The Wright's Rodolfo Contreras on Growing Up in the Kitchen and Disappointing NYC Restaurants
Chef Rodolfo Contreras in The Wright's dining room
The Wright, the new restaurant in the Guggenheim, is headed by executive chef Rodolfo Contreras. The chef grew up in Mexico City, moved to the United States 20 years ago, and steadily made his way from working as a bus boy, to attending culinary school and cooking under David Bouley, Rick Moonen, and Christian Delouvrier, and finally to running his own kitchen. He's also an avid boxer.
We talked to Contreras about his cooking at The Wright, earning his kitchen chops at age nine, and why he finds most New York restaurants disappointing.
Check back here tomorrow to read the second half of the interview.
How's it going at The Wright? You've been open for about a month now?
We opened for lunch December 11, and it has been very good, very busy. We opened for dinner two weeks ago, and we are open Thursday through Saturday for dinner.
How did you go about designing the menu?
I had my own ideas coming in. I work with fresh ingredients. I cook my vegetables everyday, my purees--all of it on a daily basis. The only hard part was to choose the sustainable fish. That's really difficult. But once I found the fish I wanted to use, I knew what recipes I wanted to combine my fish with, so it took me two to three weeks to finish the menu.
That's pretty fast.
Yes, I've been cooking for 25 years. I know what I want I want to see on a plate. I use fresh ingredients, the best ingredients: Good oil, vinegar, good white and red wines. The good stuff. So if I have access to these things, it gives me the chance to create these recipes. How would you describe your cooking?
It's New American. Very simple, very clean. Nothing that is not needed on the plate. Very clean food, very fresh. Do you have a favorite dish on the menu right now?
A lot of people like the scallop dish. It's a pan-seared scallop with shrimp in sea urchin sauce. And the yellowtail is very nice. If I put it on the menu, it's one of my favorite dishes. It's very hard to choose.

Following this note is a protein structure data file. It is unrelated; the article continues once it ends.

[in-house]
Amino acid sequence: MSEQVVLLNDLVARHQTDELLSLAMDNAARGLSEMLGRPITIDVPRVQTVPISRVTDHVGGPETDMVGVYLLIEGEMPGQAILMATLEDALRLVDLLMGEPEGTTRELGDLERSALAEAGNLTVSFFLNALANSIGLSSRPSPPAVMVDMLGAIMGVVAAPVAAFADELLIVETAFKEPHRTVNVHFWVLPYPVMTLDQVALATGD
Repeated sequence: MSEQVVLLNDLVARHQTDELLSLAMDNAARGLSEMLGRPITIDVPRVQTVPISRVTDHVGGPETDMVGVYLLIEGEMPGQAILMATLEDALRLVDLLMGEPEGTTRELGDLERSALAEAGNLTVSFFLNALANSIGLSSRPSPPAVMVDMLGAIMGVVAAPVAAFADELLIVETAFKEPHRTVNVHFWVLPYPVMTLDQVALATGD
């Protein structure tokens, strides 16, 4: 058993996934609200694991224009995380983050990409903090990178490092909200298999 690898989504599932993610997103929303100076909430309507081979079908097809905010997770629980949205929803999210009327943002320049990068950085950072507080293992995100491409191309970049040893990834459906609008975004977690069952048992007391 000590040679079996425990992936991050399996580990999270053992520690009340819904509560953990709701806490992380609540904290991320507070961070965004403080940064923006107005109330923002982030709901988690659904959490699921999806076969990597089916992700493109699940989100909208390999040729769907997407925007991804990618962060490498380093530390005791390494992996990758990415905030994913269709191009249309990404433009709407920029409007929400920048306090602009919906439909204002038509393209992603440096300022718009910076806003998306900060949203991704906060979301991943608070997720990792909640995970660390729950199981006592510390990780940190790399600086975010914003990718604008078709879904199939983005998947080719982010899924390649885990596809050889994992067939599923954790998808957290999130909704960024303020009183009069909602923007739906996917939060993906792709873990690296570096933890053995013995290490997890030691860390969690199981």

Does the fact that you're in the Guggenheim surrounded by art change your cooking or the way you plate your dishes?
No, the biggest change is that I finally get to have my own kitchen. Before, I still have to please the chef-owner. Now, it's my home cooking and I am trying to please the customers, not the chef. It's really good for me that I get to choose my own ingredients. So your presentation isn't influenced by the setting?
No, the food needs to be clean. The food is in the center of the plate, nothing on there that is not needed. Nothing has changed about that. I do appreciate working in the museum, but only what should be on the plate is on the plate. So you started cooking with your mother when you were nine--what was that like?
Basically, my mother has a house in Mexico City, and she has a lot of sons, there are 12 in the family. We had no money, so my mother decided to start cooking for the factories around the neighborhood. In the beginning, they came to our house to eat. This was a long, long time ago. And my brothers and I tried to help my mother as much as possible. That's how everything started, at nine, cooking with my mother.
What was your first cooking task?
Basically, we would buy the cheapest ingredients, because we had no money and had to feed a lot of people. So we used to buy these very small potatoes, because the smaller they were the cheaper they were. And my mother would use them in two to three dishes a week. They were very small and peeling them was very hard. I would see those potatoes and think: Oh god, I have to peel these potatoes again!
What sorts of foods did your mother cook?
Really traditional foods from Mexico, the kind we don't see here in New York, like very simple soups. But when she made that stuff, she started from the basics. So for tomato soup she made her own chicken stock, her own tomato sauce. She made four or five things fresh and combined them into something you'd want to eat. It's very basic food but with a lot of flavor.
Although the type of food is different, that sounds a lot like how you described your own cooking.
I try to understand that it's not just about looking at the food. It should be beautiful, but it should be about taste. I get that from my mother. She gave us really good food everyday, so I try to give really good food to customers at the restaurant. You should enjoy what you're eating.
I don't believe that there are any restaurants in New York where they really care about the food. I don't spend my money going out to eat, because it's very disappointing. I try to respect my customers' money by giving them good value.
What do you find disappointing about New York restaurants in particular?
I was a chef at three-star restaurants. And it's good to have the good ingredients, to have all the people. But the people need to be passionate about what they do. If they loose the passion, the loose touch with why they are cooking for customers, which is what we're there for. That goes into the dish.
I have been in the kitchen for many years, and when you see a piece of fish that was not filleted right, not cooked properly...I say I won't go to restaurants anymore. Because when I get a chance to cook a beautiful piece of fish, I want to do it to the best of my ability.
And the restaurants are too big. They are not really thinking about the customer, they are thinking about making lots of money. I have a small kitchen and dining room so I can take better care of the customers. So I am secure that I can provide great food for every customer that comes in the door.
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